François Dufaut - Tombeau de Mr Blanrocher

A lute piece by Dufaut, the Tombeau de Mr Blanrocher, transcribed and played by Pierre Gallon:

I also found this information on Charles Fleury:

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Le 17/01/2023 01:17, Andrew Bernard via The Jackrail écrit :

A lute piece by Dufaut, the Tombeau de Mr Blanrocher, transcribed and
played by Pierre Gallon:

https://www.youtube.com/embed/AnSynqkfk9k
https://www.youtube.com/embed/AnSynqkfk9k?autoplay=1&feature=oembed&wmode=opaque

This is a fine recording on all counts (the music, the two harpsichords,
the performer).

https://www.encelade.net/index.php/en/hikashop-menu-for-products-listing-2/product/25851-blancrocher-l-offrande-by-pierre-gallon

Thank you for this lovely link. You might be interested to know that there is a sublime recording of this Tombeau by Hopkindon Smith on a 1644 Railich lute. Astrée E7735. I’ll look for a link later as the CD is from a while back.

As to the other great Tombeau de Mr Blancrocher by Froberger, the two recordings by Dart on clavichord and Leonhardt on harpsichord stay in my heart as the height of great music and music making. Leonhardt’s final descending scale is actually terrifying! Don’t drink too much and then go down Paris stairs!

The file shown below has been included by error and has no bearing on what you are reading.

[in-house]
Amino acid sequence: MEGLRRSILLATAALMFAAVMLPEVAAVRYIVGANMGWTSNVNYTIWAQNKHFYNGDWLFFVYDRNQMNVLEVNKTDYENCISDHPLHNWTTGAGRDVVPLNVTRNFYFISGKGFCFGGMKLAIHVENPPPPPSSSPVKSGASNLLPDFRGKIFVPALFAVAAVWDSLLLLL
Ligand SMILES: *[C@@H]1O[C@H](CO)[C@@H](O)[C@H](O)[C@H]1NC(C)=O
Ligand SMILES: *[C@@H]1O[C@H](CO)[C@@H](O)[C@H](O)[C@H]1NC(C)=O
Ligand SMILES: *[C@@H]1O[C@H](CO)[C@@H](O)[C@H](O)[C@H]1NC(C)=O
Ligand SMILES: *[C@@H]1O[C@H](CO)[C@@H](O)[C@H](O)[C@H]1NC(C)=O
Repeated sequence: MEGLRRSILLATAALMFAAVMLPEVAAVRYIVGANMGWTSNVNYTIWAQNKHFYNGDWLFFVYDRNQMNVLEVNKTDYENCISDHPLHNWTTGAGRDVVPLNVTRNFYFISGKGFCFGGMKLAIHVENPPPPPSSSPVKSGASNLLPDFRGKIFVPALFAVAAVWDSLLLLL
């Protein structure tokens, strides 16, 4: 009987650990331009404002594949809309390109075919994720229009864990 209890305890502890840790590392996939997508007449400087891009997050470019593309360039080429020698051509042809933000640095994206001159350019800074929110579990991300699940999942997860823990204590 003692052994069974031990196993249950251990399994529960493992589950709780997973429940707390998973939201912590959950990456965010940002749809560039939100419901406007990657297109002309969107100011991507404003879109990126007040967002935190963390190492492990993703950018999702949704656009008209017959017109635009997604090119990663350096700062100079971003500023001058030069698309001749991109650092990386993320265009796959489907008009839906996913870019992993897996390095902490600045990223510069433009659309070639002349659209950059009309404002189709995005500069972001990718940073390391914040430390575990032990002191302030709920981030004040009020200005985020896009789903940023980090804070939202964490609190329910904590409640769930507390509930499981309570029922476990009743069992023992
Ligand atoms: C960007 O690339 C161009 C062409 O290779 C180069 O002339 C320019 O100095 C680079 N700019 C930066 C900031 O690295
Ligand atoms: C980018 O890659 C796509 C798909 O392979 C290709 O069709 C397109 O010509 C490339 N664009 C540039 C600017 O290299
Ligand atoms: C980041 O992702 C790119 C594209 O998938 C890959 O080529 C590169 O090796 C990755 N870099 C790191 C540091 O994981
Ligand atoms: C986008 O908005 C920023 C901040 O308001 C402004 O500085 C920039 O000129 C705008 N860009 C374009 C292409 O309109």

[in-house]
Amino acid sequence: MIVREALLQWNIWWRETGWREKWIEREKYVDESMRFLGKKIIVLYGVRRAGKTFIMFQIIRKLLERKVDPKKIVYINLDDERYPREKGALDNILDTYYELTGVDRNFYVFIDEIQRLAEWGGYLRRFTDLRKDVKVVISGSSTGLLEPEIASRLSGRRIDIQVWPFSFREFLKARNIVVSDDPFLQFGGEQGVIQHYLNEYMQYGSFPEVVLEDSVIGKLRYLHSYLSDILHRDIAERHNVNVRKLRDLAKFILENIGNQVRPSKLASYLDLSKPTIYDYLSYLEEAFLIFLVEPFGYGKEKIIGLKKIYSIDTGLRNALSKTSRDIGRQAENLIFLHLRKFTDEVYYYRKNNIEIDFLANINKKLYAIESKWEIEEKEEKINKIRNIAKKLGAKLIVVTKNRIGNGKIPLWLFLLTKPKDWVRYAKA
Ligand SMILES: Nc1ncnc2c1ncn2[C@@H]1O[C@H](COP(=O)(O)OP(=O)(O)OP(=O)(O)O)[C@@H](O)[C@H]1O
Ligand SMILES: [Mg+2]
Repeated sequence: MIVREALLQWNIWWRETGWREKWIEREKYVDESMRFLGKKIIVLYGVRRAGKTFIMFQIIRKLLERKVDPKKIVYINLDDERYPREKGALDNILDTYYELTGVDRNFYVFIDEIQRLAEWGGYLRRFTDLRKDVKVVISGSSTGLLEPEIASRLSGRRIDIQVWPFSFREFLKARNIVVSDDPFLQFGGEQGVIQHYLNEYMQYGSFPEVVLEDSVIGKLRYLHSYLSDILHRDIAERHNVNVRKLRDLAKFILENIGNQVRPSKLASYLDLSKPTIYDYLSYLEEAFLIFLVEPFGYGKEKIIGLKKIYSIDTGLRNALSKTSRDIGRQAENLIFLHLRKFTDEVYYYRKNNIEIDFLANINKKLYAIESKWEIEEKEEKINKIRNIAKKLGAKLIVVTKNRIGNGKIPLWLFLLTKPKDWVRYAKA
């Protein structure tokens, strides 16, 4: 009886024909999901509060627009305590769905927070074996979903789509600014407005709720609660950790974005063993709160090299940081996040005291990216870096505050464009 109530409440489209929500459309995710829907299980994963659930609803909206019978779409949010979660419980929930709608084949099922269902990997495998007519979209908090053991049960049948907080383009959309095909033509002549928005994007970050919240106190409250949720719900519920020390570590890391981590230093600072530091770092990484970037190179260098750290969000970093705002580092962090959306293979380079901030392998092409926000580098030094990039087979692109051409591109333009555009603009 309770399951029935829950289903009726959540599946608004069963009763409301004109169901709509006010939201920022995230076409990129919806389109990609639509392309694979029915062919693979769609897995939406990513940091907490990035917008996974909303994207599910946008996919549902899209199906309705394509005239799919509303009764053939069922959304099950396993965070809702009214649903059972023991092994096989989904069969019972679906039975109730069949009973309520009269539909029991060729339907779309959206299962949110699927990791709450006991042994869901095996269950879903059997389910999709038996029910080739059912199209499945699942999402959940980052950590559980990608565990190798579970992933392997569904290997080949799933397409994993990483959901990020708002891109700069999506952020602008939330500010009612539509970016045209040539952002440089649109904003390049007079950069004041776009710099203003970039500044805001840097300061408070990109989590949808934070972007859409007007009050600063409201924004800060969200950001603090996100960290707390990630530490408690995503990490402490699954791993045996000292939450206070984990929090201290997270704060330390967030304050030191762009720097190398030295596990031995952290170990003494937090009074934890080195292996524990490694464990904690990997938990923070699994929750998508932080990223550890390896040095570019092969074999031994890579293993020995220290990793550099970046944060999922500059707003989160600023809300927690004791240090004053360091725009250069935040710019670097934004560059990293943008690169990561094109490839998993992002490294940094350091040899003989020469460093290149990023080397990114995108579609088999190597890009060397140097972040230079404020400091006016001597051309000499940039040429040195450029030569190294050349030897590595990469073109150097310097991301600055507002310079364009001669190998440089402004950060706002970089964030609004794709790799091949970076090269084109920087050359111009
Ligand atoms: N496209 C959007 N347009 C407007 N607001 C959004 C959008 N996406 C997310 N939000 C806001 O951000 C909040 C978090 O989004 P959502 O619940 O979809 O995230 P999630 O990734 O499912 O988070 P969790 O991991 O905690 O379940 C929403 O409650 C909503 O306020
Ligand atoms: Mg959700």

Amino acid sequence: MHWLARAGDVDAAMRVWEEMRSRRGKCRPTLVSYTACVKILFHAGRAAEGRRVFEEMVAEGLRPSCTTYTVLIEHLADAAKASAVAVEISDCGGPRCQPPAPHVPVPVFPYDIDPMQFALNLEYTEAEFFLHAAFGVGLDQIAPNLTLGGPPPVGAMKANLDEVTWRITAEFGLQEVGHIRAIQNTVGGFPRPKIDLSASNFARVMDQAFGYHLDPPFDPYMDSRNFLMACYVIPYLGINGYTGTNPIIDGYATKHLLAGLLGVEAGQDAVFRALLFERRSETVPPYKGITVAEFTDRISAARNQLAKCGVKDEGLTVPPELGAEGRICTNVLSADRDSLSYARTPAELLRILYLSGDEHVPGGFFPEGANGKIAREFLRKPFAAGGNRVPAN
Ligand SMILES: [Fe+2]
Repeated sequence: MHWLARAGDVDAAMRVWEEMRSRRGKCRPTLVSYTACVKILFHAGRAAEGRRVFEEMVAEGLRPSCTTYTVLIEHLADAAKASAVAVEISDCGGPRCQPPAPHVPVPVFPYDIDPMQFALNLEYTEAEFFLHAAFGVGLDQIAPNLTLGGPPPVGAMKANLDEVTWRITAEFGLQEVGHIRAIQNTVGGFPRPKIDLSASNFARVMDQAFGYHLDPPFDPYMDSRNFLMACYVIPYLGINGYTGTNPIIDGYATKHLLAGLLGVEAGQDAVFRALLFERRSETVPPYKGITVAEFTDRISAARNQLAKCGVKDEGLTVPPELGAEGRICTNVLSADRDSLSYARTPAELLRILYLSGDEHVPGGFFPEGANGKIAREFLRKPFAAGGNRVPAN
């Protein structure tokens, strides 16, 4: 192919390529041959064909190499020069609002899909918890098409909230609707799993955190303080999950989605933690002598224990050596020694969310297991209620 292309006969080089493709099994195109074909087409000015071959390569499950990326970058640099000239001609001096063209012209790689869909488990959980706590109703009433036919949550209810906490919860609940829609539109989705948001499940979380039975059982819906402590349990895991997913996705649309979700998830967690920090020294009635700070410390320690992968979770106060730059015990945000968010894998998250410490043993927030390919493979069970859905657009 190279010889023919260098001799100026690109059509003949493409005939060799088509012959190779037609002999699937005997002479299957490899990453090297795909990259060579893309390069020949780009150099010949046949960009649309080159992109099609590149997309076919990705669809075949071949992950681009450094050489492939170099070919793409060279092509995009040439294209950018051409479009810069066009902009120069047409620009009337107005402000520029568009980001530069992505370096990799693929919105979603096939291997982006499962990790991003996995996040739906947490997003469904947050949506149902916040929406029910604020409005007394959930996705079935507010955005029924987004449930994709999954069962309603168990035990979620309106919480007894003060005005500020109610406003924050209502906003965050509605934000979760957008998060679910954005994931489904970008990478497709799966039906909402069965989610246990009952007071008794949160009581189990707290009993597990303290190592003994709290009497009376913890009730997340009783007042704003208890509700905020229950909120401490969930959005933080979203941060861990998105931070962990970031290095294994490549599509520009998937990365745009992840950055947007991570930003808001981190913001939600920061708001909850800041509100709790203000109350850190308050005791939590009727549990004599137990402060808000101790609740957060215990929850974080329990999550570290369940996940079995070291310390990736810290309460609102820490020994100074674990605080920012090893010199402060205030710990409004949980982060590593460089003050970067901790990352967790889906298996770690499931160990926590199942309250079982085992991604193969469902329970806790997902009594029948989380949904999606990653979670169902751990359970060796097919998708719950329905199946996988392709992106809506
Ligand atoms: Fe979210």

Regrets, but it is Hopkinson Smith. Sigh…

Le 17/01/2023 18:26, Sandy Hackney via The Jackrail écrit :

As to the other great Tombeau de Mr Blancrocher by Froberger,

Also on Pierre Gallon’s disc, with two other /tombeaux/ /de
Blancrocher/, by Denis Gautier and Louis Couperin.

Le 17/01/2023 18:26, Sandy Hackney via The Jackrail écrit :

Thank you for this lovely link. You might be interested to know that
there is a sublime recording of this Tombeau by Hopkindon Smith on a
1644 Railich lute. Astrée E7735. I’ll look for a link later as the CD
is from a while back.

Here it is, Sandy:

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Wonderful! Thank you!!!

There is a lot of lute music which I wished was also available in “modern” notation. It can sound so wonderful on a spinet or a harpsichord with(out) the lute stop…

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Here is a start for this kind of music, I have played tseveral of these pieces on clavichord, but certainly also possible and beautiful on harpsichord

Many of the earlier publications, with both tablature and “modern” notation, especially those of CNRS and Oxford, do not seem to be readily available. With the demise of Saul Gruen a great resource has gone. My advice is to keep looking as the transcriptions are out there. I sold a large lute music collection from some 50 years of collecting recently and I imagine there are others. Try contacting the Lute Society of America or in England for guidance on where transcriptions are available.

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By chance I am playing through transcriptions of vihuela music by Luis Milan, from Leo Schrade’s edition which includes modern transcriptions on the facing page (Libro de musica de vihuela de mano, Leipzig 1927/reprint 1994). It is on IMSLP and available secondhand for about 30 Euro.

G. Morphy’s selection Les luthistes espagnols du XVIe siécle (German translation by Hugo Riemann) is also on IMSLP.

These are technically accessible, delightful and need some sensitive adaptation when played on harpsichord; they don’t transfer as well to the organ.